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Pet First Aid Training



First aid treatment should never be used as a substitute to veterinary care. However, pet owners with good first aid training can definitely save pet's life while waiting for professional help. Here are some of the usual pet emergencies with their first aid procedures:

Cuts
Small cuts can heal completely in a few days with simple rinsing of water are regular application of antibiotic ointment. More severe and deeper cuts may require stitching - his should be done by a veterinarian. When applying first aid to any cuts, make sure that the animal is muzzled. Flush the affected area with enough water to remove any dirt and debris. If the cut is draining, moist and has inflammation around the edges after 3 days, call for veterinary help.

External Bleeding
The aim is to stop the bleeding. Use thick gauze pad or clean clothes and press it gently against the wound. Keep the pressure on for a couple of minutes until the blood starts clotting. Severe bleeding on the limp requires the use of gauze or an elastic band use it as a tourniquet between the wound and the body while keeping pressure over the wound. Release the tourniquet every 15 to 20 minutes for 20 seconds.

Internal Bleeding
Internal bleeding has several symptoms such as blood in urine, coughing up blood, bleeding from mouth, nose, rectum, collapse, pale gums and quick and rapid pulse. Call for veterinary help immediately while keeping the animal calm and quiet.

Choking
Too much pawing of the mouth, difficulty breathing, blue-tinged tongue or lips, and choking sound when coughing and breathing are the things you should look for if you suspect that your pet is choking. When approaching the animal, use extreme caution as it will likely bite out of panic. Open the mouth and look for the any foreign object. Using pliers or tweezers, remove the object without trying to push it down to the throat. If the object is too deep, seek for a veterinary help. If the animal is not responding, place your both hands to each side of the rib cage and apply quick and firm pressure three to four times. You do this to force the air out of the chest and push the object from behind. Repeat this procedure until the object is removed or until you reach the veterinary clinic.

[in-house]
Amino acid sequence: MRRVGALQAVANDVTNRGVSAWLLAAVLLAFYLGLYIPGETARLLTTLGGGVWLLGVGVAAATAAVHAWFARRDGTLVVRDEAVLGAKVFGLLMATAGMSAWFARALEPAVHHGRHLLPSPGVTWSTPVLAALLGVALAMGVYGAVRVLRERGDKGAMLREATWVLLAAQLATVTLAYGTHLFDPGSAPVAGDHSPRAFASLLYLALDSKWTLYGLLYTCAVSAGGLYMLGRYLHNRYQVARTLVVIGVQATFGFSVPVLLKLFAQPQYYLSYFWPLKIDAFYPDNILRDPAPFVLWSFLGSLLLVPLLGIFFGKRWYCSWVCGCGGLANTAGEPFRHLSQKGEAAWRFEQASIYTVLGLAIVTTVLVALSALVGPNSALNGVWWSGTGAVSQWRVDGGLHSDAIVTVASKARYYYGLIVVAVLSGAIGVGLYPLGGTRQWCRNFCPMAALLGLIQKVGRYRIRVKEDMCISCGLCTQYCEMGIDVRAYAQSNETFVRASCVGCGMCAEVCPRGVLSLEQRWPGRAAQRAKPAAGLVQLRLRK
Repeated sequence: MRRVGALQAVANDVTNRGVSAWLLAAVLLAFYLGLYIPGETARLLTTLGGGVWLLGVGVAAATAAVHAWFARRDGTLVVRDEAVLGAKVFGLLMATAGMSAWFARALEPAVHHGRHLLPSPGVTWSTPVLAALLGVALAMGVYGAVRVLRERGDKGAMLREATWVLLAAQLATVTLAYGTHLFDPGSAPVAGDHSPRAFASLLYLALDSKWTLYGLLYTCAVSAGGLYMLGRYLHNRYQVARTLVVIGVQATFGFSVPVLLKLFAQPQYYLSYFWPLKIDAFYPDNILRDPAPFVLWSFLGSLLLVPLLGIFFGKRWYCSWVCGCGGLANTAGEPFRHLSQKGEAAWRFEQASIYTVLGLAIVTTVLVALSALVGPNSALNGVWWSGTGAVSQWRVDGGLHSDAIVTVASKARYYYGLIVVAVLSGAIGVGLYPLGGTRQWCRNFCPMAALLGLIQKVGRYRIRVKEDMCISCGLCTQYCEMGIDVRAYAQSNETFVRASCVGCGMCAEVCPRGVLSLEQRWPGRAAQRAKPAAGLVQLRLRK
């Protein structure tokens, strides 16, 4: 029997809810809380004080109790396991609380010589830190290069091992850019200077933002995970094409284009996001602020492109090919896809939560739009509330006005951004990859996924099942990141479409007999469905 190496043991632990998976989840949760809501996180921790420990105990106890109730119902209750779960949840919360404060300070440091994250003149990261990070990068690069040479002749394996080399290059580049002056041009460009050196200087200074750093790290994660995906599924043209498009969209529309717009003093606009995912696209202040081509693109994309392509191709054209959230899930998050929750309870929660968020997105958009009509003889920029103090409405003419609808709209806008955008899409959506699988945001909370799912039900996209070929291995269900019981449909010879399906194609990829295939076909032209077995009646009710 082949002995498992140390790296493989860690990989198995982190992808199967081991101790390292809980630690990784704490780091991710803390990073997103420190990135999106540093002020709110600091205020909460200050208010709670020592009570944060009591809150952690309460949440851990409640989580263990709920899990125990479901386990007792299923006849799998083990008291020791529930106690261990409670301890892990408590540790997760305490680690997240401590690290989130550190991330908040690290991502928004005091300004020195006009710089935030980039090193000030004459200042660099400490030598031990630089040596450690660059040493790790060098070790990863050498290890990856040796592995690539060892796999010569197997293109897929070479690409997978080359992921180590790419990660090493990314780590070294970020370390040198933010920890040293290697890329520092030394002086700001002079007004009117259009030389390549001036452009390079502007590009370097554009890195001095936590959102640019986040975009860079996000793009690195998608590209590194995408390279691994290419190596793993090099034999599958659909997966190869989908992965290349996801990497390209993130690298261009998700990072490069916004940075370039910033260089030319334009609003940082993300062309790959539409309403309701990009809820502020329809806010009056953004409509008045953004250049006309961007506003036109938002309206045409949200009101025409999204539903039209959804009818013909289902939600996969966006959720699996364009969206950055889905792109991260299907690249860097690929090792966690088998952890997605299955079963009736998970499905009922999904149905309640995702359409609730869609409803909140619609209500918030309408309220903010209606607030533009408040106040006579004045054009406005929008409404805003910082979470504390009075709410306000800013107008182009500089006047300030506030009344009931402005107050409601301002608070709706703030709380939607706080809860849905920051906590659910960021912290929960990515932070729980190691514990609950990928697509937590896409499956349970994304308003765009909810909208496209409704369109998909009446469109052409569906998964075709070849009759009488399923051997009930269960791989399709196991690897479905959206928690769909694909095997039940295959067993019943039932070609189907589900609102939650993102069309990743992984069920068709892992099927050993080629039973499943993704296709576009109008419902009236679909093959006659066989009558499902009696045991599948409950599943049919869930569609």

Fracture
Outmost care is important when attending to animals with a fracture or a broken bone. Animals tend to be more aggressive and bite as a self-defense. If safe and not stressful to animal, try to assess the traumatized area and look for any irregularity on the limb that is not present on the other side. Immobilize the fractured area as soon a possible. If necessary, use a muzzle. If there is bleeding, apply mild pressure on the area to stop blood flow. Transport the dog to the nearest veterinary clinic. During transport, keep the fractured area immobilized.

Burns
Flush the affected area with cool running water. Get a mixture of ice and water held within a soft towel and apply it to the burnt area. Call for help.

Simple pet first aid kit includes:

Adhesive tape
Wrapping and bandage materials for wrapping wounds
Antibiotic ointment and antiseptic wipes
Towels or cloth
Blanket or board to act as a stretcher
Saline eye flush
Latex gloves
Emergency numbers written on a piece of paper







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